Rice is a dominant member of Persian tables either served as “Polo” which is a combination of rice with various vegetables and meat or as a complimentary next to one of the many famous Iranian stews. The cooking is quite easy however; the cultivation is a delicate and sensitive process. This lovely process is called “Shali-Kari” in Persian, Shalizar is the paddy field and Shalikar is the one whose occupation is working in rice Shalizar.
Beautiful paddy fields sooth your eyes, as you drive through the greenery of the Northern provinces of Iran. There are mainly two methods for rice cultivation, “direct” and “seedling”. Gilan and Mazandaran provinces are the cradles of rice cultivation in Iran and in these provinces seedling method is the dominant method.
The rice buds are prepared a year earlier and stored in clusters locals call it “Shaltook”. These Shaltooks are stored in a completely dry place to prevent any unwanted occurrence such as mildew, insect and mice invasion. Transplanting rice Seedling timing differs in Northern provinces which is around late March and early April when the weather is getting warmer. Depending on the amount of the seeds, water is poured in a container or a pool and then salt is added.
The “Shaltook”s are then put into the salt water dilution and perfectly stirred until the lighter and heavier seeds are separated with heavier ones sinking to the bottom. The heavier the seeds are the better they are for the seedling.
Healthy seeds are collected from the water, rinsed with pure water and washing away any trace of salt on the seeds. They are then poured into gunnysacks until semi full, as the seeds will swell and increase in size. Gunnysacks are then sunk into a water pool and they’ll let it sit for 2-3 days depending on the temperature. Seeds absorb more water which is why they keep adding water to the pool until it’s time for the gunny sacks to come out.
These going to be tasty food seeds are spread over a cotton cloth laid outdoor covered with a layer of felt until germinated. The warmer the weather the sooner the seeds sprout. These sprouted seeds are now ready to enter the next level which is planting in a place called “Khazaneh”.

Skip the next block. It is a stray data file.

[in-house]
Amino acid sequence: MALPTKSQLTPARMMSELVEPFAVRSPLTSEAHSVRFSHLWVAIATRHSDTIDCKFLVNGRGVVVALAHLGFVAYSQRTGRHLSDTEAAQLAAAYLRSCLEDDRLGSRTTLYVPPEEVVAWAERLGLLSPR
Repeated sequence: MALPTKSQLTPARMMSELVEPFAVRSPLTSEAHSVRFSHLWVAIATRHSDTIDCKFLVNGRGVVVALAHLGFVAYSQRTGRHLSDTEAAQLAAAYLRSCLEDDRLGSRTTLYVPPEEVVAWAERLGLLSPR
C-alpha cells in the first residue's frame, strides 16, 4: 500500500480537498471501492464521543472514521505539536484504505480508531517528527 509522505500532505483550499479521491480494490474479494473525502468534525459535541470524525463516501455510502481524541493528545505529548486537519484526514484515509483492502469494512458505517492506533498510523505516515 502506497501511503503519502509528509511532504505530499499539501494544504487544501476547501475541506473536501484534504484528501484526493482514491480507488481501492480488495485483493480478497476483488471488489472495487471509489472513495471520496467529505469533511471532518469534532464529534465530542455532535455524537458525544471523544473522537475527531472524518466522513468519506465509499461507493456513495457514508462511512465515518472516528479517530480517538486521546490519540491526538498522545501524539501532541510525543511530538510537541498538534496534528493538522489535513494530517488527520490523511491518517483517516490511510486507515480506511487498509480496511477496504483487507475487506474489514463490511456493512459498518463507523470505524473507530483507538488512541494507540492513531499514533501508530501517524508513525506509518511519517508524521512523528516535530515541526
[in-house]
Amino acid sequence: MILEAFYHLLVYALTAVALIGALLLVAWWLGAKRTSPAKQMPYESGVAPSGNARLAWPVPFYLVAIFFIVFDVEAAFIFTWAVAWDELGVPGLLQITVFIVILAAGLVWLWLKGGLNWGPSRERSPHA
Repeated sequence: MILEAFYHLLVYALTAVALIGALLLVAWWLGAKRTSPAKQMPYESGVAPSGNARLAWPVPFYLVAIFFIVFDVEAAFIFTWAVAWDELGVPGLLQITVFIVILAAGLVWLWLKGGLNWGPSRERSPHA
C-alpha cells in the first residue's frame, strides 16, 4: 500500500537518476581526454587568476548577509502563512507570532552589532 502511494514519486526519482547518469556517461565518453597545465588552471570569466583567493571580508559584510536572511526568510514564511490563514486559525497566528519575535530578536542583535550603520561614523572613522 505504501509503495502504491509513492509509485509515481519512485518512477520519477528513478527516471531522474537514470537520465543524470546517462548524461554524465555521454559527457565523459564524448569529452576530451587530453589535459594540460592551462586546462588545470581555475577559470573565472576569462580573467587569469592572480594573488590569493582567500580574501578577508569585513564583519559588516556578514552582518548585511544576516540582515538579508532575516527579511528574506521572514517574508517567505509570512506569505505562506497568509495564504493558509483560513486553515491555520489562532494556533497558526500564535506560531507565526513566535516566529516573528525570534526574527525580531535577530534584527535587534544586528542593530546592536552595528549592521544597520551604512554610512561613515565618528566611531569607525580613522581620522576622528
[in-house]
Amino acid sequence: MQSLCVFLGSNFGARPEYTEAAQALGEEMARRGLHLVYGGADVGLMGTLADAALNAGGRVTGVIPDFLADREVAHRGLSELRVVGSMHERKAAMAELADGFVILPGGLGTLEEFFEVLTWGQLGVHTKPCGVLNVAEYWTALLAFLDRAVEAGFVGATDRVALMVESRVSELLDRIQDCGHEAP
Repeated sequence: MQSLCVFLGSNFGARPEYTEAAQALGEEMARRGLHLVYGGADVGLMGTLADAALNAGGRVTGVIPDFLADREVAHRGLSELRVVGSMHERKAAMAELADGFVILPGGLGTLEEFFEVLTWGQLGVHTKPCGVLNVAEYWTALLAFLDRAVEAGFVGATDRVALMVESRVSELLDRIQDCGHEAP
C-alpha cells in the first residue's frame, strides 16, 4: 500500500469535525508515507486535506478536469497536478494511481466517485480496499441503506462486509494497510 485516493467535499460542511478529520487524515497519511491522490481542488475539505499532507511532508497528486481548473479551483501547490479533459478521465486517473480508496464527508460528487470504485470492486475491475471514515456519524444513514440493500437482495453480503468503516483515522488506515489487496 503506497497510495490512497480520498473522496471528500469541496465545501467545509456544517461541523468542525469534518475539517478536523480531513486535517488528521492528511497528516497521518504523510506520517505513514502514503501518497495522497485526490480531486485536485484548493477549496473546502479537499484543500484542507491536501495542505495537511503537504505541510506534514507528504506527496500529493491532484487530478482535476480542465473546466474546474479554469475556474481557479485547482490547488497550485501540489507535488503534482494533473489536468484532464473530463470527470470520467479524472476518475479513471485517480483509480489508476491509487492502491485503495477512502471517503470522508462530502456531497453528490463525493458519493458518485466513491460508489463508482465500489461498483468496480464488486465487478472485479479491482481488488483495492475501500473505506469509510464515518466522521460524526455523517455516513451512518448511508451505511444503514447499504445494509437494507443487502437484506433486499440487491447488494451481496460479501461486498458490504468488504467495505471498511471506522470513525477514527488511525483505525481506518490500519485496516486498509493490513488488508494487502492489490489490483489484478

“Khazaneh” is a small enclosed piece of land inside or outside of the main rice paddy field, furrowed at the end of autumn and fertilized late winter before cultivation season. This piece of land is divided into smaller divisions called “Kart” (Local name), water is poured in these “Kart”s until it’s about 3 centimetres deep and the seeds will be densely sprinkled over these areas. In Gilan province after three days, the Karts are emptied from water and burnt stubbles are spread over the seeds as they have multiple benefits such as preventing direct sunlight to the seeds and avoiding bird and insect invasions.
From this point on for about 4-5 days, the irrigation is done during the day but the water is taken out at the sunset. At times they spread a layer of plastics over this small piece of land at night to protect them from cold or probable temperature drop. Thereafter the irrigation is stopped for 25-30 days until the seeds are grown into 15- 20 cm tall plants and ready to be planted in the main rice field.
In Gilan province, the rice field is furrowed twice before the cultivation season, once during autumn or late winter and once in spring. Some areas utilize ploughshares for furrowing their fields because this good old buddy is quite experienced and dates back to even before Christ.
Cultivation season in Gilan province starts from early May until mid May. These teenage plants are watered before picking to soften the soil and then they are picked from the “Khazaneh” with their roots attached. In Gilan province, this momentous responsibility is entrusted to women and in Mazandaran province, skilled men undertake paddy picking.
Depending on the strength of the paddies 2 to 7 of them are perfectly planted all in one place. For the first month, the paddies feet must always be in the water but later they periodically irrigate it until around harvest time when they stop the irrigation process in order to dry up the field and prepare it for harvest. Now that the field is dry the rice is ready to be harvested either by hand or combine machine.
As you see this long and delicate process requires lots of nurturing and care which is why we have a habit of not leaving a tiny bit of rice left in our plate.
By Sara Kheirdoust